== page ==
Nitroplus Blasterz: Heroines Infinite Duel is a fighting game starring the heroines of various visual novels, anime and manga published by Nitroplus throughout the previous years (along with two characters from the Senran Kagura and Arcana Heart games as currently free DLC). There is a plot involving a mysterious figure summoning characters from other dimensions and cell phones that drive people crazy, but that isn’t important. The important thing is that after immediately diving in and choosing Sonico as the first character to try out, I was able to smack a one-eyed girl flying around on a giant crucifix upside the head by swinging a housecat into her face with the push of a button. Jubilation occurred.
Yes, if there’s one thing that Nitroplus Blasterz has going for it right off of the bat, it’s that it has a lot of charm and personality. Each of the twelve characters has their own distinct style and personality, with attacks that range from whipping out chainsaws to turning into a giant spider, not to mention the impressive “Lethal Blaze” special moves that basically launch entire short anime sequences. And aside from our leading ladies, the game also has twenty support characters consisting of several other various Nitroplus characters who act as strikers that you can deploy at the push of a button when the appropriate meter is full, and who deliver a wide variety of attacks as well, including hang-gliding into any enemies with airborne attacks, producing a miasma that prevents enemies from jumping, as just plain tasering them. It’s a colorful selection that allows for a bit of strategy, and the fact that the game makes suggestions as to who might make the best support depending on your character’s fighting style is a particularly nice touch.
The visuals are also nice and colorful as well, with some particularly lovely sprite work showing off each character perfectly, and with good animation to boot. The music is also a gleefully energetic blend of j-rock-ish tunes that contribute to the action well. The only part of the aesthetic that sadly kind of flops are the backgrounds in each stage. Aside from some parallax scrolling, nothing in them is animated, and nothing else populates them, leading to some awkwardly lifeless battlegrounds where you can see the twinkles on a chandelier that never move an inch. They work will as still images, but that’s about it.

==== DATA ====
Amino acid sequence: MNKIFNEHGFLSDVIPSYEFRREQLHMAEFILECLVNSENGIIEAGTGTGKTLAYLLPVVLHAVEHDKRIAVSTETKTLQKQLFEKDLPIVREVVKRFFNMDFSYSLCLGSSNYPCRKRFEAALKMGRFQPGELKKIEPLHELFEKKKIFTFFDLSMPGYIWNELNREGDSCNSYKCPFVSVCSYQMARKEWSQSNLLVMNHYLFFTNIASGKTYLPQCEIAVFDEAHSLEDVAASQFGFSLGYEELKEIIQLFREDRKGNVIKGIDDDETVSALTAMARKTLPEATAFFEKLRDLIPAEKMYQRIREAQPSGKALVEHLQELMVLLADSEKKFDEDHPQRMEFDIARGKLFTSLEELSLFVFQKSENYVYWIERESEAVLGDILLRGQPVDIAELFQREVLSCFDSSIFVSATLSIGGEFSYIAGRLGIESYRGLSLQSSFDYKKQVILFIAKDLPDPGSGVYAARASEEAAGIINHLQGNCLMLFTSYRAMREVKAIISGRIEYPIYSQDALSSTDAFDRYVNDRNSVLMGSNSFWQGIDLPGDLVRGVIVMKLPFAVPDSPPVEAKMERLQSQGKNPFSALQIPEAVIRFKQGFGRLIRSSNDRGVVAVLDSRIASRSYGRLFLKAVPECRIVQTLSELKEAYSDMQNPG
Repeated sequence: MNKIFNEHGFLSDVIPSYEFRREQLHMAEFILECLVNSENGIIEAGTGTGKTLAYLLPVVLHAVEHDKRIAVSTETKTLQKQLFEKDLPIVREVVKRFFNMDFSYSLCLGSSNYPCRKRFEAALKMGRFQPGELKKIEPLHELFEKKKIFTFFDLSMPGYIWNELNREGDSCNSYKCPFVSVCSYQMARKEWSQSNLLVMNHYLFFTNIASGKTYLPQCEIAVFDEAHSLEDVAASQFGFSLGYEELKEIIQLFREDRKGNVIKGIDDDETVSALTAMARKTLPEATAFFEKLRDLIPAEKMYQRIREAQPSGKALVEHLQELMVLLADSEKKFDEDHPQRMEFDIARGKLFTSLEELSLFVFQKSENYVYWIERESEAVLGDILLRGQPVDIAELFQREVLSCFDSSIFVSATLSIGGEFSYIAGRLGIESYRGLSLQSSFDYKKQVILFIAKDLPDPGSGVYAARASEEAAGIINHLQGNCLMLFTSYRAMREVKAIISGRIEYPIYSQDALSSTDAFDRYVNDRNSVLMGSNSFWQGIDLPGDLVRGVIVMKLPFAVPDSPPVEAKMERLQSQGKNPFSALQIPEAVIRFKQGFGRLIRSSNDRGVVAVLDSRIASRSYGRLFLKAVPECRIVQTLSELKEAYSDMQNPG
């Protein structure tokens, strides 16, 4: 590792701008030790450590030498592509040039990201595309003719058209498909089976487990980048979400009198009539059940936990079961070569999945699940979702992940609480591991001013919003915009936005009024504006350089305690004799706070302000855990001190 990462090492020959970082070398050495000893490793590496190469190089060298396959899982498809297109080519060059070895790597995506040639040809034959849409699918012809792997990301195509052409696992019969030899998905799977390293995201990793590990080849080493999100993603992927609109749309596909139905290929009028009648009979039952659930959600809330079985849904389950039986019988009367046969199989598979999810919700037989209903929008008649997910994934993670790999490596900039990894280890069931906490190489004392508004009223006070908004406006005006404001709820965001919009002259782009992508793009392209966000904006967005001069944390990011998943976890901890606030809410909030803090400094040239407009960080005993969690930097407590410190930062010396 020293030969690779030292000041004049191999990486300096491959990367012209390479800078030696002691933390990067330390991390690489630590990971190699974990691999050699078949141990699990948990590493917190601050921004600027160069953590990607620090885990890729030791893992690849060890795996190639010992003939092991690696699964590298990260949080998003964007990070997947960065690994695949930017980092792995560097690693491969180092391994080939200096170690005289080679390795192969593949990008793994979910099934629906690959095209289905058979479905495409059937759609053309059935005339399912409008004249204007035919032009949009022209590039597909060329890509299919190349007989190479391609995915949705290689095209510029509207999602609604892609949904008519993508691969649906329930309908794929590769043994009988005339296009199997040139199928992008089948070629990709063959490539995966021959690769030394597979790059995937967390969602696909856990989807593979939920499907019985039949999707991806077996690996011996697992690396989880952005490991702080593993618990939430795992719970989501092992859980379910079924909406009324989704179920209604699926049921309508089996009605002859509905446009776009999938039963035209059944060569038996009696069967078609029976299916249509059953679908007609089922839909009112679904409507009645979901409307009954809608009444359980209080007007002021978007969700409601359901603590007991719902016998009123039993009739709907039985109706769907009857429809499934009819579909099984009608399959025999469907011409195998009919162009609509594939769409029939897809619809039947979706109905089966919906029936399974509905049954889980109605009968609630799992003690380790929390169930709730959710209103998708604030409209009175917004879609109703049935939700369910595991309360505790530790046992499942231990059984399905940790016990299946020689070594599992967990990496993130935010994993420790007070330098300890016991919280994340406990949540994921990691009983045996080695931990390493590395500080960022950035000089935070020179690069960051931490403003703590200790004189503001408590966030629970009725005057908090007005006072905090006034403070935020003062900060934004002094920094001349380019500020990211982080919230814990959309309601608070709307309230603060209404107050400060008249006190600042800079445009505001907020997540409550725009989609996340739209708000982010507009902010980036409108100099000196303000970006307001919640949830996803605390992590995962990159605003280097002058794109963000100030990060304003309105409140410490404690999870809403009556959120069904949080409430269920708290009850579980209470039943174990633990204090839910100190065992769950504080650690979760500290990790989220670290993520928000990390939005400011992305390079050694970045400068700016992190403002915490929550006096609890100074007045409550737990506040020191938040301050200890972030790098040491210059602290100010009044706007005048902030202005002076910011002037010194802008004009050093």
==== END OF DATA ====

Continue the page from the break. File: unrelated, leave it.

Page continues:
But the actual fighting which goes on in those stages is the most important aspect of the game, and thankfully the gameplay is nicely solid. I admit that I’m not that particularly skilled when it comes to fighting games, if only because I have difficulty executing the more complex moves, but thankfully Nitroplus Blasterz is just as accessible to rookies and pros alike (well, at least until you get to the final boss of the story mode, who presents what feels like a rather hefty difficulty spike). Combos are rather easy to pull off, and the various special techniques you can use for evasion and defense are easily executable and nice to experiment with as well. All of the characters also control quite well, and anyone who’s ever played a fighter before should have no difficulty easing into things.
Of course, one of the reasons those familiar with fighting games here should have no problem getting into the swim of things is also the only real flaw of Nitroplus Blasterz, in that it really doesn’t do that much to differentiate itself from other games in the genre. There is the unlockable “Another Story” mode, which adds a visual novel to help expand the story further, but aside from that, you just have your standard training modes, score attacks, and online matchups. So unless you’re also a visual novel fan as well, it may feel like the game is a bit light on content, especially considering its cost.
In the end, those who are more familiar with works of Nitroplus will get the most out of Nitroplus Blasterz (shockingly enough), but even those with no prior knowledge of the included franchises should easily be able to enjoy it. Despite slightly lacking in the innovation department, what we have here is still an extremely solid fighter at its core, one with a nicely offbeat atmosphere and some great, inclusive gameplay that anyone can get into, so the end result is a fun 2D brawler perfect for rabid fans and noobs alike. Also, you get to smack people upside the head with a cat. So there’s that.